The United States Department of Justice is asking the makers of a popular “scam-proof” Android app to disclose whether ads were being used to defraud users.
A new law requiring app makers in the United States and Canada to notify consumers when their apps have been used for “misleading or deceptive conduct” could make it harder for consumers to identify apps for which they’re being deceived.
The Department of Commerce and Trade said Monday it would ask Google, Apple, Microsoft and others to make the disclosure by April 18.
The Justice Department’s proposed rule requires companies to provide “specific information” to consumers when an app they’re developing or selling is being used in a “scary or deceptive” manner.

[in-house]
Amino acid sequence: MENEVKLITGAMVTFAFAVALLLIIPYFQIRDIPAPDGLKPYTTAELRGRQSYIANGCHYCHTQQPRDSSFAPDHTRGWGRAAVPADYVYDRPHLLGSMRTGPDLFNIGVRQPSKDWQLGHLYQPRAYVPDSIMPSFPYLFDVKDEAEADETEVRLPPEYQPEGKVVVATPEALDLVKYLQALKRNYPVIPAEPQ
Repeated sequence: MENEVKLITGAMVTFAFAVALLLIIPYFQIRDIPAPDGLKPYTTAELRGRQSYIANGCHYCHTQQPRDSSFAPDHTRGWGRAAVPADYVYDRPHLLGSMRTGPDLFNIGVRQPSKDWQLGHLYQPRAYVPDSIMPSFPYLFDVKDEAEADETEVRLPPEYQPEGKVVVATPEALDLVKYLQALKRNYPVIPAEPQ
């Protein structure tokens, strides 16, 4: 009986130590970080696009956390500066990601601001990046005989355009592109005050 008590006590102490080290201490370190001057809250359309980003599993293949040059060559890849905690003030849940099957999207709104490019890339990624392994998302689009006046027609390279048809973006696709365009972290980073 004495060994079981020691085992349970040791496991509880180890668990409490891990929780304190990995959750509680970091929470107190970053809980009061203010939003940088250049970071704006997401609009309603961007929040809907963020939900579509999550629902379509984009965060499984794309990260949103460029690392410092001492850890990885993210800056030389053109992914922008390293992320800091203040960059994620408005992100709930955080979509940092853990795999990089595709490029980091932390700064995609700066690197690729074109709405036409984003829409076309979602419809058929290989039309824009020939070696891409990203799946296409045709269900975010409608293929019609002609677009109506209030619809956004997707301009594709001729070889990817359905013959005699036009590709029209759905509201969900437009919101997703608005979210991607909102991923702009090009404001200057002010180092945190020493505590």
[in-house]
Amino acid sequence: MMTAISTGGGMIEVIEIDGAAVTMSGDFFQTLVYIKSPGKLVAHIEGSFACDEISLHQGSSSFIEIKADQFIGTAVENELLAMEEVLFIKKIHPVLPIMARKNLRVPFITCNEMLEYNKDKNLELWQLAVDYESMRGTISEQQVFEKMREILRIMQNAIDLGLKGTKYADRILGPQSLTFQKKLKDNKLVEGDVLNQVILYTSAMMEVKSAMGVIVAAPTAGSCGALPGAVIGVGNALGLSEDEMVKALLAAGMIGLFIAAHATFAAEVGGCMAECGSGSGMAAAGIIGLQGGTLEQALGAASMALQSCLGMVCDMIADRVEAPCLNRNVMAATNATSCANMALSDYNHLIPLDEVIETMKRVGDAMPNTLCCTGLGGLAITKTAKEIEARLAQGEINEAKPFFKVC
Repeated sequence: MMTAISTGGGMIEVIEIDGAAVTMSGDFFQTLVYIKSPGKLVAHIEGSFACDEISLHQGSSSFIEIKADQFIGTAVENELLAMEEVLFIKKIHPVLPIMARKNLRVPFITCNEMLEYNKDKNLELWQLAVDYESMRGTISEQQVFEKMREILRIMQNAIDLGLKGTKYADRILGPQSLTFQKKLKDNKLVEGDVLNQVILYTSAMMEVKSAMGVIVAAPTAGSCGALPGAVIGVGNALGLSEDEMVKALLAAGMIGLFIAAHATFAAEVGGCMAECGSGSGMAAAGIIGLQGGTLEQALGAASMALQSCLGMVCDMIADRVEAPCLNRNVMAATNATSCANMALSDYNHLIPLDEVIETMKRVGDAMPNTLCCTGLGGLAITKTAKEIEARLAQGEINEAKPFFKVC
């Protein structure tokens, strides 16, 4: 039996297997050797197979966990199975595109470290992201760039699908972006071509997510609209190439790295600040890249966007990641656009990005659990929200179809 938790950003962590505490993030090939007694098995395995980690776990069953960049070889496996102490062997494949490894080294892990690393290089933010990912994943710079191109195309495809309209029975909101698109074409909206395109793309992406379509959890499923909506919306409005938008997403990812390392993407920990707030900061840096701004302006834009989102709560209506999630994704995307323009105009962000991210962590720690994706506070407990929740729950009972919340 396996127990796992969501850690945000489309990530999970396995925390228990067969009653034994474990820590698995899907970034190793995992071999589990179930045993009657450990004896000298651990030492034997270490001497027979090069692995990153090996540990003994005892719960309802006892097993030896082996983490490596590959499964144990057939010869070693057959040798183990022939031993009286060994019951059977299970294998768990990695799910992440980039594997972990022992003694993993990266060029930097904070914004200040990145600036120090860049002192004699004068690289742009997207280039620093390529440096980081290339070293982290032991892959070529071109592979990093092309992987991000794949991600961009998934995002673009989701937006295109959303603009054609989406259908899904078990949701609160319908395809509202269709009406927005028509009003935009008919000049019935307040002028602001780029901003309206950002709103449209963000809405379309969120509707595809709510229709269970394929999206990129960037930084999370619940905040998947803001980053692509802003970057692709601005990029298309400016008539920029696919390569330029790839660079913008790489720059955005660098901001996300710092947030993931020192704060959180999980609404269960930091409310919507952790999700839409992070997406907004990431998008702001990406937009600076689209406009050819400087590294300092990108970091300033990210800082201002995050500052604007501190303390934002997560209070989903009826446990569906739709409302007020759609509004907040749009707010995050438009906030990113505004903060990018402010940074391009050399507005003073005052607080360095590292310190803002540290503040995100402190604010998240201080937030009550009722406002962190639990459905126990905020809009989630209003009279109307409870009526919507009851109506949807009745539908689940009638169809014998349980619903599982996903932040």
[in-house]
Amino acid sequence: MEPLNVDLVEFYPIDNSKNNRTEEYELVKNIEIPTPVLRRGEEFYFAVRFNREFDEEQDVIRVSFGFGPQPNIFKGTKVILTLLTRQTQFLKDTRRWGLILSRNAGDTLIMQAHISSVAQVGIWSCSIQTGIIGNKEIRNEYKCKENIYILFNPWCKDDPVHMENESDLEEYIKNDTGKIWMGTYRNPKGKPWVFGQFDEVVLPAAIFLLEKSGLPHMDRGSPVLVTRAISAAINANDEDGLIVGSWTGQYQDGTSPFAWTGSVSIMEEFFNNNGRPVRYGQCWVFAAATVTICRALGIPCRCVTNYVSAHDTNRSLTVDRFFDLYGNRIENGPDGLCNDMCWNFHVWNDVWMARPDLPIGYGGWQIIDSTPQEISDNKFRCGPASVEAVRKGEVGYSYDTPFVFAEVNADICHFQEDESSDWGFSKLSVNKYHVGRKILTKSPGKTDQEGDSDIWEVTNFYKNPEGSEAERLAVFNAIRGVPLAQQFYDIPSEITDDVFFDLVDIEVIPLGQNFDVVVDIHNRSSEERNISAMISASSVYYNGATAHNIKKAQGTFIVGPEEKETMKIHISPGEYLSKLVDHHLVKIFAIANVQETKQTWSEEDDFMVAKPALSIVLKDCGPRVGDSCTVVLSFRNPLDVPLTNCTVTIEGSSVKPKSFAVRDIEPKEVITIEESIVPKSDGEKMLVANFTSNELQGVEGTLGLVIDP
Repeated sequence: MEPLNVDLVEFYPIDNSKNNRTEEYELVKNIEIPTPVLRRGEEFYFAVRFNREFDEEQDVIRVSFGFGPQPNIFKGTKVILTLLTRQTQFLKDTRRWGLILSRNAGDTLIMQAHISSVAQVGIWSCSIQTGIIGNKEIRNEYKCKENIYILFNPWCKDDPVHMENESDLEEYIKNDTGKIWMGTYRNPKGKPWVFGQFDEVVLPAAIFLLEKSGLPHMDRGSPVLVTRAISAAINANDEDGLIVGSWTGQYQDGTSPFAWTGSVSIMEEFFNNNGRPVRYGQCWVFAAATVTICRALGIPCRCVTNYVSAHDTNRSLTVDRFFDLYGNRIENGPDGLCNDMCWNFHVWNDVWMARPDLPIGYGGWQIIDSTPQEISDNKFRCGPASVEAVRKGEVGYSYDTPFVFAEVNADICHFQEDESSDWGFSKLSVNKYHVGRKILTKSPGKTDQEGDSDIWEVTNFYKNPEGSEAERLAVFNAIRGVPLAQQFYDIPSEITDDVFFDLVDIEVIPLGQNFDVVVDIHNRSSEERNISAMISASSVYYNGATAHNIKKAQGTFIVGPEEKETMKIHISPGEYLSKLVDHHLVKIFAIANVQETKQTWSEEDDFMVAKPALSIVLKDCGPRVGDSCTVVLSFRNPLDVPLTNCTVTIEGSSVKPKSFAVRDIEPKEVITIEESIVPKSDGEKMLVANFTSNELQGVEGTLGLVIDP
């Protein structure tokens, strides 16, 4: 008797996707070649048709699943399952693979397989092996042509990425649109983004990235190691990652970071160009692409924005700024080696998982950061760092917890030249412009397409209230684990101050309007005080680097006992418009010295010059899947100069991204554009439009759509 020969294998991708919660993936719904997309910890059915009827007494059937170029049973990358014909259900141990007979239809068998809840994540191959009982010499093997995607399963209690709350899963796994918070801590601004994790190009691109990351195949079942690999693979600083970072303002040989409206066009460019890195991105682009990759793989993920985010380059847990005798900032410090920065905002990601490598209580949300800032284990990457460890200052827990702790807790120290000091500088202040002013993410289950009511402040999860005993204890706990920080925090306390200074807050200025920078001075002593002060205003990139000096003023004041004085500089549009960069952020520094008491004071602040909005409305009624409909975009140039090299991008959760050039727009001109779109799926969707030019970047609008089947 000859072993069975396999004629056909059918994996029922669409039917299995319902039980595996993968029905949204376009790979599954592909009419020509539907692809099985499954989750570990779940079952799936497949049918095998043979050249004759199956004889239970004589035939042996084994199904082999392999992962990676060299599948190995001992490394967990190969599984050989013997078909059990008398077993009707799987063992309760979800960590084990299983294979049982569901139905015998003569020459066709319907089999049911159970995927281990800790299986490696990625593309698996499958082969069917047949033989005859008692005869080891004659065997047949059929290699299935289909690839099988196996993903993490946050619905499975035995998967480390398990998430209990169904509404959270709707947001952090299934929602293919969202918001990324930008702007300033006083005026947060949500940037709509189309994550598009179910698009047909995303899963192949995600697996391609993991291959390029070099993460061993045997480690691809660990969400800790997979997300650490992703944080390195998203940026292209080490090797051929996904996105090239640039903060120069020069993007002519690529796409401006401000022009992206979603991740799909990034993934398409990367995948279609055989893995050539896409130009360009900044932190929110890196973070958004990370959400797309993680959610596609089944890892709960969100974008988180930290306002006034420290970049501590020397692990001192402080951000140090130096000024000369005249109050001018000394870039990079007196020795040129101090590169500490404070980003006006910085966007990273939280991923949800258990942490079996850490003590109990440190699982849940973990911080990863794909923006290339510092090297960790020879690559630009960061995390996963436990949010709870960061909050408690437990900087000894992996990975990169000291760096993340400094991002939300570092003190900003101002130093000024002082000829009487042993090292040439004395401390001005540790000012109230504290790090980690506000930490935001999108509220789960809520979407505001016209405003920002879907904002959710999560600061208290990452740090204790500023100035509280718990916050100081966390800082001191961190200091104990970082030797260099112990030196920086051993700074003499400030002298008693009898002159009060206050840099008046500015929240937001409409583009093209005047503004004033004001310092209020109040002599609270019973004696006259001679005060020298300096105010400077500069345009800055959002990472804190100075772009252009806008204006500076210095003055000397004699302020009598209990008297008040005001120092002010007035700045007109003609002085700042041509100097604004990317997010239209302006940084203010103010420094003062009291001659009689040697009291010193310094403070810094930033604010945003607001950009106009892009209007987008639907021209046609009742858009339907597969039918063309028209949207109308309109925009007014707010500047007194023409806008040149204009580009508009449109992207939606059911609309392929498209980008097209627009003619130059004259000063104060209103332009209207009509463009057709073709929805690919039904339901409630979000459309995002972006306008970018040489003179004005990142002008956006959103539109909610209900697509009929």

The proposed rule was announced last month by the department’s consumer protection office.
The proposed rule could put an end to a trend that saw more than 2,000 fake or misleading apps being installed on Android devices, according to the National Federation of Independent Business.
It’s the latest development in the fight against the widespread use of fake or mislabeled apps.
A similar rule was also announced in January by the Commerce Department.
In January, the FTC also announced that the agency is investigating more than 500 apps in its investigation.
Google did not immediately respond to a request for comment.